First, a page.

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Petitioner appealed the district court's denial of his first federal petition for a writ of habeas corpus. The Ninth Circuit affirmed in part, reversed in part, and remanded for an evidentiary hearing on one of petitioner's penalty-phase ineffective assistance of counsel claims. The panel held that petitioner was entitled to equitable tolling for the period from August 29, 1998, to September 17, 1999, and thus reversed the district court's contrary ruling. The panel remanded for further proceedings as to Claims 1(C), 1(D), 1(E), 1(H), 1(I), 1(J), 9, and 14. In regard to two related claims alleging ineffective assistance of trial counsel, the panel held that the district court did not abuse its discretion in denying an evidentiary hearing as to Claim 1(A). However, the district court abused its discretion in denying an evidentiary hearing as to Claim (F). Therefore, the panel remanded for the district court to hold an evidentiary hearing so that it may properly assess whether the evidence of petitioner's childhood abuse and trauma -- in combination with the brain damage evidence that was not on its own sufficient -- gave rise to a reasonable probability that the outcome of petitioner's sentencing hearing would have been different. Finally, the panel affirmed the district court's denial of petitioner's motion for relief under Federal Rule of Civil Procedure 60(b). View "Williams v. Filson" on Justia Law

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The government's decision to rescind the Deferred Action for Childhood Arrivals (DACA) program is subject to judicial review. Upon review, the Ninth Circuit held that plaintiffs are likely to succeed on their claim that the rescission of DACA is arbitrary, capricious, or otherwise not in accordance with law. After concluding that neither the Administrative Procedure Act (APA) nor the Immigration and Nationality Act (INA) precluded judicial review, the panel held that DACA was a permissible exercise of executive discretion, notwithstanding the Fifth Circuit's conclusion that the related Deferred Action for Parent Arrivals (DAPA) program exceeded DHS's statutory authority. In this case, DACA was being implemented in a manner that reflected discretionary, case-by-base review, and at least one of the Fifth Circuit's key rationales in striking down DAPA was inapplicable with respect to DACA. Therefore, because the Acting Secretary was incorrect in her belief that DACA was illegal and had to be rescinded, the panel held that plaintiffs were likely to succeed in demonstrating that the rescission must be set aside. The panel also held that the district court did not abuse its discretion in issuing a nationwide injunction; the district court properly dismissed plaintiffs' APA notice and comment claim and substantive due process rights claim; and the district court properly denied the government's motion to dismiss plaintiffs' APA arbitrary and capricious claim, due process rights claim, and equal protection claim. Accordingly, the panel affirmed the district court's grant of preliminary injunctive relief, and affirmed in part the district court's partial grant and partial denial of the government's motion to dismiss. View "Regents of the University of California v. USDHS" on Justia Law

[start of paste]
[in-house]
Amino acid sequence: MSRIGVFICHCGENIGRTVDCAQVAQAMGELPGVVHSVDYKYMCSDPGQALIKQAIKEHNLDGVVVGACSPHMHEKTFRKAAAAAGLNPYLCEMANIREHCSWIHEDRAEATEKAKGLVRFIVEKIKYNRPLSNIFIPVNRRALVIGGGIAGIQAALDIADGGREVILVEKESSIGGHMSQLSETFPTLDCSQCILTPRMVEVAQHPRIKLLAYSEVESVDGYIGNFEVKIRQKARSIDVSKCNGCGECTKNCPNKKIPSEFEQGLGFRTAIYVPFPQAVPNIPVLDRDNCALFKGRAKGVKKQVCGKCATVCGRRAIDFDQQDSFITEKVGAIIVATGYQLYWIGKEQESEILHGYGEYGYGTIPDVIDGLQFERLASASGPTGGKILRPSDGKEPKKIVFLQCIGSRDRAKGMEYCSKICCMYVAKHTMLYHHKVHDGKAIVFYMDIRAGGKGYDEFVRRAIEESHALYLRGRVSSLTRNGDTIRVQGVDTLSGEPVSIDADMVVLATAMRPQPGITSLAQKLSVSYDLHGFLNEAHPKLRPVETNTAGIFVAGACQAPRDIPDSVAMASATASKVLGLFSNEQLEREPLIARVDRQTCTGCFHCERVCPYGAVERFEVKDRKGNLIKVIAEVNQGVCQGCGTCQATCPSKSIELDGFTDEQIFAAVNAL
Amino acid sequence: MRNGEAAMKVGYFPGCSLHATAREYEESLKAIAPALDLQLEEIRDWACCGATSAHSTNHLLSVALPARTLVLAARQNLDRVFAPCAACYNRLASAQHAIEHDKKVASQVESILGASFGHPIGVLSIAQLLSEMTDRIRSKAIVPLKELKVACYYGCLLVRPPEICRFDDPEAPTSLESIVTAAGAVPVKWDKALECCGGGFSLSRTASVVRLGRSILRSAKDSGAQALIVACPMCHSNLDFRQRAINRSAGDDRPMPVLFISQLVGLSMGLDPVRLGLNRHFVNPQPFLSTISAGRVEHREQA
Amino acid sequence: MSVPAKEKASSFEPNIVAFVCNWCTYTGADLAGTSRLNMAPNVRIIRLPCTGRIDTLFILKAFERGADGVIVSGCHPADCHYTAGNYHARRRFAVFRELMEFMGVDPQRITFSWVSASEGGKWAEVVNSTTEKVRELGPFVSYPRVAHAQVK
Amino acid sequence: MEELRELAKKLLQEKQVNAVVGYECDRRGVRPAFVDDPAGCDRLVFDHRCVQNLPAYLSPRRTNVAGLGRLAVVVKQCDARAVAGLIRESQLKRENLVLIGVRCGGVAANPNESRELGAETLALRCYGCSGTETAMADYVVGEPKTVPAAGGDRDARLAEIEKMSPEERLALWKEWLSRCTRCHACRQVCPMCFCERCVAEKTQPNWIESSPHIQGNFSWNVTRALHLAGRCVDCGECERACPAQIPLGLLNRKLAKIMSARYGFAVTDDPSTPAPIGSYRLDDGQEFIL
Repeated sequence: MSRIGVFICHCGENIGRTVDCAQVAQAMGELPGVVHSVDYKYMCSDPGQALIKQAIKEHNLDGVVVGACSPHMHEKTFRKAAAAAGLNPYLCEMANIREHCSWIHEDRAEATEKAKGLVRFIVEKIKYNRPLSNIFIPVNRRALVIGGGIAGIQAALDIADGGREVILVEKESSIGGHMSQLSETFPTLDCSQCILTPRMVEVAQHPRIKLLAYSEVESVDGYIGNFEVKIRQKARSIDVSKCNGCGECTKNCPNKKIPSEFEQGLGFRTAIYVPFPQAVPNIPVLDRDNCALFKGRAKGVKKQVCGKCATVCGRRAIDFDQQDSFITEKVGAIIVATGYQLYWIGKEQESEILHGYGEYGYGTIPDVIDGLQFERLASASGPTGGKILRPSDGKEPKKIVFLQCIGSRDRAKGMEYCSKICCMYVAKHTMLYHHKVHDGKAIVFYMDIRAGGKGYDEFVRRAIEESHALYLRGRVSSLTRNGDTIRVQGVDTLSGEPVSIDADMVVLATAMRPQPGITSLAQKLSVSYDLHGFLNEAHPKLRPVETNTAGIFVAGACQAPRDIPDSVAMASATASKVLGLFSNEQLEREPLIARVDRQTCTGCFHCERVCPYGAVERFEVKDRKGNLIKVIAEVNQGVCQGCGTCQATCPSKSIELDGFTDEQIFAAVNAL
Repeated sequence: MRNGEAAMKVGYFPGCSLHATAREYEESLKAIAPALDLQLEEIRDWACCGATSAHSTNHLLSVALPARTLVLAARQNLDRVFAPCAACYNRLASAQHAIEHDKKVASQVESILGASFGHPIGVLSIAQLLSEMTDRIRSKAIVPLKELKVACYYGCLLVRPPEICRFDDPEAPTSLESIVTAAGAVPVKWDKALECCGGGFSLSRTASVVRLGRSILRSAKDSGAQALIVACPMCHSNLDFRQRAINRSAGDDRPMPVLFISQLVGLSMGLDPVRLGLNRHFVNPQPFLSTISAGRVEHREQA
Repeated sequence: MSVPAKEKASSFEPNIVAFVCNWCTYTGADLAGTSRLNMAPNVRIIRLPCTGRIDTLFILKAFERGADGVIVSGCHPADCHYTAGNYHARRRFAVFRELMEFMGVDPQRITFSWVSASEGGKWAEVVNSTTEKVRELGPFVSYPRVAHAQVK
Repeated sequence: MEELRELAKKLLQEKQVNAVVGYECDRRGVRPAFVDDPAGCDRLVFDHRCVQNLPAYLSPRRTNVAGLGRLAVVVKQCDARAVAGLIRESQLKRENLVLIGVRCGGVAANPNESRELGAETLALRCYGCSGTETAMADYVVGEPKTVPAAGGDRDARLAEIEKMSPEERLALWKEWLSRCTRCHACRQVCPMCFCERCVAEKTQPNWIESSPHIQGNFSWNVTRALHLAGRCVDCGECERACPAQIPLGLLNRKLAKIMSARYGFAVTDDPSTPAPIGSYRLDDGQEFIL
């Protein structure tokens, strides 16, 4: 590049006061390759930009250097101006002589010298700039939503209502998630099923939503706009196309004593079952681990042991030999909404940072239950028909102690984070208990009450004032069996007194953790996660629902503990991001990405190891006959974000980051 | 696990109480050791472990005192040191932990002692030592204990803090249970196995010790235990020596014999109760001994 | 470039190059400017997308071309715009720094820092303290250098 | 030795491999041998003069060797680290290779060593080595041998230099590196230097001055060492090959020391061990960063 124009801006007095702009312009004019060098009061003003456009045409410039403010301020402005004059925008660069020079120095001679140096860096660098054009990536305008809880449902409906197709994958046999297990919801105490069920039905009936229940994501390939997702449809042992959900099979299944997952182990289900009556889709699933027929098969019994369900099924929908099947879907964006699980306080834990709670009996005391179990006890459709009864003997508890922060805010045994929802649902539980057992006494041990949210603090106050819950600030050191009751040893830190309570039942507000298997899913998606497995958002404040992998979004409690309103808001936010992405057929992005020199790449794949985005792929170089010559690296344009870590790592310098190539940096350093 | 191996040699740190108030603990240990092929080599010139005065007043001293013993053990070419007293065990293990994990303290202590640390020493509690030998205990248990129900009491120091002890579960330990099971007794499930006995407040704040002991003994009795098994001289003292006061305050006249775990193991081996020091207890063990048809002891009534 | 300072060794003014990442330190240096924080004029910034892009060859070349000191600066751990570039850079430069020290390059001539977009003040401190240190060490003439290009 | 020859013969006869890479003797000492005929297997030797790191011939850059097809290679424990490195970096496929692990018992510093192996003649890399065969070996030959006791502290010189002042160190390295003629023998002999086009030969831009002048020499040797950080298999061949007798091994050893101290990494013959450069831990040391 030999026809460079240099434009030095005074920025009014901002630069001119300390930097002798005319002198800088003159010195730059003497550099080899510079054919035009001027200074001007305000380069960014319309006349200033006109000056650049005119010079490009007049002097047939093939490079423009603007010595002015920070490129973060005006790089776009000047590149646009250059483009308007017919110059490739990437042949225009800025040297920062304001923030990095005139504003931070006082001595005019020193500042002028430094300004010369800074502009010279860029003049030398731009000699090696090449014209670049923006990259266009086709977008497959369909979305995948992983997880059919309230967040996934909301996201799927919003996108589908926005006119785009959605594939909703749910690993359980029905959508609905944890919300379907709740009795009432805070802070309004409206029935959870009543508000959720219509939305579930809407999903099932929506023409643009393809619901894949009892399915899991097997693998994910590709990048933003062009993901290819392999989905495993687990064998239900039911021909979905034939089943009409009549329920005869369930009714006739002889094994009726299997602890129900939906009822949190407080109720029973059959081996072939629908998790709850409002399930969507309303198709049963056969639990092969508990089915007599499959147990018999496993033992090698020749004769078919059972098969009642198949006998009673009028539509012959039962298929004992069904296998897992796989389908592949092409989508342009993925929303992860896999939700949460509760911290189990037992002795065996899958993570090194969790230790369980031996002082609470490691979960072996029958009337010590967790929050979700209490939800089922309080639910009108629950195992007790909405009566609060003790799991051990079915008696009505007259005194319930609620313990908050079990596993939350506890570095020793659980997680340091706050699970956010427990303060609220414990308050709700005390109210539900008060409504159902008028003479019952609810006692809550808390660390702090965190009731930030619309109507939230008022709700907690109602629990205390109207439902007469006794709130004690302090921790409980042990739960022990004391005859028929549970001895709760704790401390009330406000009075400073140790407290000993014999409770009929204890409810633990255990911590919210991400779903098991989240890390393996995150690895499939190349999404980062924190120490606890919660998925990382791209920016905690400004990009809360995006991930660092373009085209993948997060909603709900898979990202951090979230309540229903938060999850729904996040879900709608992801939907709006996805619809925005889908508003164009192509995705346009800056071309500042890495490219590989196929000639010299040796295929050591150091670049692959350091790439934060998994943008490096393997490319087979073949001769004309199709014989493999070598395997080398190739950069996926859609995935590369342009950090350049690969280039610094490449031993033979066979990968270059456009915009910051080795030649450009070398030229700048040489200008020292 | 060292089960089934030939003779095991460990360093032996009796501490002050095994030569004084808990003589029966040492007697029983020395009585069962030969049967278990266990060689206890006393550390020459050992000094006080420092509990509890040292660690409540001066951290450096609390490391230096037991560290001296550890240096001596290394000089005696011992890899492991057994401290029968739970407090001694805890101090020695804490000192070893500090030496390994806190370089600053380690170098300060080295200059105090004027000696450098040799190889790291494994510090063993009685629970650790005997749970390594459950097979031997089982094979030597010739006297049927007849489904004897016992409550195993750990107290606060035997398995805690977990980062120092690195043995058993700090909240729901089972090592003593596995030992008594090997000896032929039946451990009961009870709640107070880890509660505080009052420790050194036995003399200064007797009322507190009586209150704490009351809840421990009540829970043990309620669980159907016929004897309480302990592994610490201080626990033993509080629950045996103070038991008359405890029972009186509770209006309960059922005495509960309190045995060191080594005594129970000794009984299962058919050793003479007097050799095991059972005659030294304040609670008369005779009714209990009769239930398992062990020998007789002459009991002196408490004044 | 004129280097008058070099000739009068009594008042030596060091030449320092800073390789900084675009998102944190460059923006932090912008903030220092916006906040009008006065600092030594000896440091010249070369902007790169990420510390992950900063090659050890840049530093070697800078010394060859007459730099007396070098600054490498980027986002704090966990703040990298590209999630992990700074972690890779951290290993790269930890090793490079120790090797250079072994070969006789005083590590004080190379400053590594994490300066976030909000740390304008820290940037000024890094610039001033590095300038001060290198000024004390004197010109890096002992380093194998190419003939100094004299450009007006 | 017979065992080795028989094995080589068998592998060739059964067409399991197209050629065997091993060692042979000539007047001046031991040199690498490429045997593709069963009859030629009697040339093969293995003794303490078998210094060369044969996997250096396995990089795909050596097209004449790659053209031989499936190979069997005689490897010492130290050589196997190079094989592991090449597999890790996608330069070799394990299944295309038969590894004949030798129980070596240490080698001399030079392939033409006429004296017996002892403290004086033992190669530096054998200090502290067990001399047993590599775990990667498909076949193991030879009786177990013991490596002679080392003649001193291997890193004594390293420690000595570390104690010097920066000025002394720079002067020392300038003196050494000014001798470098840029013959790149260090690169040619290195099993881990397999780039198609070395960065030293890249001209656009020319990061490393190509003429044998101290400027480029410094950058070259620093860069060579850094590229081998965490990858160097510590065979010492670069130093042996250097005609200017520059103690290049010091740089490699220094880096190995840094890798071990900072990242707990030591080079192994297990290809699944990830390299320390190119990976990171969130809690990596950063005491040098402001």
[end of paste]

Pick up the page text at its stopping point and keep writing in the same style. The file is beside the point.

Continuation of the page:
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The Ninth Circuit certified the following question of bankruptcy law to the Supreme Court of California: Does the form of title presumption set forth in section 662 of the California Evidence Code overcome the community property presumption set forth in section 760 of the California Family Code in Chapter 7 bankruptcy cases where: (1) the debtor husband and non-debtor wife acquire property from a third party as joint tenants; (2) the deed to that property conveys the property at issue to the debtor husband and non-debtor wife as joint tenants; and (3) the interests of the debtor and non-debtor spouse are aligned against the trustee of the bankruptcy estate? View "Brace v. Speier" on Justia Law

Posted in: Bankruptcy

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The Ninth Circuit affirmed the district court's order holding the record custodian for various collective entities in contempt for his failure to comply with an order to respond to twelve grand jury subpoenas. The panel held that Braswell v. United States, 487 U.S. 99, 104 (1988), remained good law. The panel further held that the Fifth Amendment provides no protection to a collective entity's records custodians—and that the size of the collective entity and the extent to which a jury would assume that the individual seeking to assert the privilege produced the documents are not relevant. Therefore, the custodian's challenge to the contempt order failed. View "In re Twelve Grand Jury Suboenas" on Justia Law

Posted in: Civil Procedure

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After a jury found that BNSF violated the anti-retaliation provision of the Federal Railroad Safety Act (FRSA) when it fired plaintiff for, in part, refusing to stop performing an air-brake test on a 42-car train that he was tasked with moving, plaintiff was awarded over $1.2 million in damages. The Ninth Circuit held that the district court did not err in denying BNSF's motion for judgment as a matter of law with respect to whether plaintiff engaged in FRSA-protected activity. Therefore, the panel affirmed the district court's grant of judgment as a matter of law on that claim. However, the panel reversed the district court's grant of summary judgment to plaintiff on the contributing-factor issue because the district court conflated plaintiff's prima facie showing, which he successfully made as a matter of law, with his substantive case, which should have gone to the jury. The panel held that plaintiff was entitled to summary judgment on the contributing-factor element of his prima facie showing, but that he was not entitled to summary judgment on his substantive case. View "Rookaird v. BNSF Railway Co." on Justia Law